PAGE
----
As all are aware by now, plastic bags / items made with plastic are not renewable. That means the items made with plastic cannot be easily recycled like biodegradable products. They are made of petrochemicals, which is what makes them non-renewable and a risk to the health of the planet. They last for hundreds of years, all the while doing damage to natural habitats and killing animals that mistake them for food. The more plastic bags people use, the greater the chances of environmental damage. If they are not carefully disposed of, plastic bags can be devastating to animal life and damaging to the planet. As plastic bags do not decay quickly, they stay in environments longer, causing more build-up on the natural landscape than a more degradable material like biodegradable products would. Infants and young children have died as a result of playing with plastic bags. Because of the thin, airtight material, infants can easily block their mouths and nostrils with the plastic bag and suffocate.
The situation has been further worsened by the increase in usage of single use plastics. From water bottles, shampoo bottles, ice cream containers to any sort of packaging, these are everywhere. What’s even more alarming is that, of the 9.2 billion tons of plastics, more than 6.9 billion tons have become waste, of which 6.3 billion tons never make it to a recycling bin.
However, it is tough to make sudden changes and while all of us understand the issues that plastic brings, yet to cut it completely from our lives would be tough.
So what should be done?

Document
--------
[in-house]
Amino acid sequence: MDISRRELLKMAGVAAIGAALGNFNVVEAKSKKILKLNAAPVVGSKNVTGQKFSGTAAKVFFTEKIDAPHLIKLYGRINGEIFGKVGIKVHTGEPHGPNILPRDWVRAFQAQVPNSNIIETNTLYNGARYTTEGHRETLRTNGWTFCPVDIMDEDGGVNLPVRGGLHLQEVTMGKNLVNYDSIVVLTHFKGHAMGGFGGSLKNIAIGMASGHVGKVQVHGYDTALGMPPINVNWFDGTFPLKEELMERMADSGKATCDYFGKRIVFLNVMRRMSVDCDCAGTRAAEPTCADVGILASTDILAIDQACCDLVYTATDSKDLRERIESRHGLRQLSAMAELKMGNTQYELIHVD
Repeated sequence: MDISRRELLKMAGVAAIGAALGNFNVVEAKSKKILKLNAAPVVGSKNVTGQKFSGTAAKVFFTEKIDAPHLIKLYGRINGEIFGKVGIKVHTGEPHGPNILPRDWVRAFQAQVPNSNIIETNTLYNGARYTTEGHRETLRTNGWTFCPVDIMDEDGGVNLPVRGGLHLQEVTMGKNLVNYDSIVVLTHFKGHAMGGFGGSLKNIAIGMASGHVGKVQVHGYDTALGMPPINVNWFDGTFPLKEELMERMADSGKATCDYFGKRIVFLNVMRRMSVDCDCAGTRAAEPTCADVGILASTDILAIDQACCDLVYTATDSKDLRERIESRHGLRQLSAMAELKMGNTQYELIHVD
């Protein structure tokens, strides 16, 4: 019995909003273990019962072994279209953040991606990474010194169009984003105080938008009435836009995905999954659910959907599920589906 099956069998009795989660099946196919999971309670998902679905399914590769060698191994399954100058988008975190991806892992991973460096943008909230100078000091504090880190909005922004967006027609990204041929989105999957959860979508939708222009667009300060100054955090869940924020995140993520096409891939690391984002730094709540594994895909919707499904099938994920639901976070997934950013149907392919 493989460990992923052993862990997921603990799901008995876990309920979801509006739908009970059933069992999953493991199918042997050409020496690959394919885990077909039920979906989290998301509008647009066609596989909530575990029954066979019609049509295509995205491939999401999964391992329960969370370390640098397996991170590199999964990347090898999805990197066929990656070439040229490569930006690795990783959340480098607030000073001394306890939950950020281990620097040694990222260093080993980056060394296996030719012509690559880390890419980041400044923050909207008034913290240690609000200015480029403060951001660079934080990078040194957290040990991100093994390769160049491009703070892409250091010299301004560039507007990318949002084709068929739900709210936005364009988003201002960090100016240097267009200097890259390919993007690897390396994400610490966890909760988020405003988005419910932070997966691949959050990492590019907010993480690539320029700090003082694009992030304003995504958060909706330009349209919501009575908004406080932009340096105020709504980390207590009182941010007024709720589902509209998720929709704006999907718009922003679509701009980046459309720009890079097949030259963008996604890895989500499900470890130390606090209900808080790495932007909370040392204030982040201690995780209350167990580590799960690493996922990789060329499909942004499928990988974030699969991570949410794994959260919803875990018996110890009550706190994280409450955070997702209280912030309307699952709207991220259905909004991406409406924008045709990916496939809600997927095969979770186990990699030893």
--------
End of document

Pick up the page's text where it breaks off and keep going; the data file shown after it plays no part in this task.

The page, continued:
Biodegradable products are the only way. These biodegradable products are made from tapioca and vegetable. These biodegradable products naturally decompose in 3-6 months. Biodegradable bags will cost less than cloth bags, little bit priced over plastic bags. The use of biodegradable products can avoid toxic plastic waste in our country and we can save the planet. Animals, especially, cows are among the worst-affected animals. Bags from our company Asian Biogreen are made of tapioca fibre and vegetable waste and are 100% organic, edible and recyclable and environment friendly. The tapioca fibre, vegetable waste and oils would be bought directly from farmers which would be highly profitable and a good source of alternative income for them. Biodegradable products are those that can be completely degraded in landfills, composters or sewage treatment plants by the action of naturally occurring micro-organisms. Truly biodegradable products leave no toxic, visible or distinguishable residues following degradation. Their biodegradability contrasts sharply with most petroleum-based plastics, which are essentially indestructible in a biological context. Because of the ubiquitous use of petroleum-based plastics, their persistence in the environment and their fossil-fuel derivation, alternatives to these traditional plastics are being explored. Issues surrounding waste management of traditional and biodegradable polymers are discussed in the context of reducing environmental pressures and carbon footprints. The main thrust of the present review addresses the development of plant-based biodegradable polymers. Plants naturally produce numerous polymers, including rubber, starch, cellulose and storage proteins, all of which have been exploited for biodegradable plastic production. Bacterial bioreactors fed with renewable resources from plants--so-called 'white biotechnology'--have also been successful in producing biodegradable polymers. In addition to these methods of exploiting plant materials for biodegradable polymer production, the present review also addresses the advances in synthesizing novel polymers within transgenic plants, especially those in the polyhydroxyalkanoate class. Although there is a stigma associated with transgenic plants, especially food crops, plant-based biodegradable polymers, produced as value-added co-products, or, from marginal land (non-food), crops such as switchgrass (Panicum virgatum L.), have the potential to become viable alternatives to petroleum-based plastics and an environmentally benign and carbon-neutral source of polymers.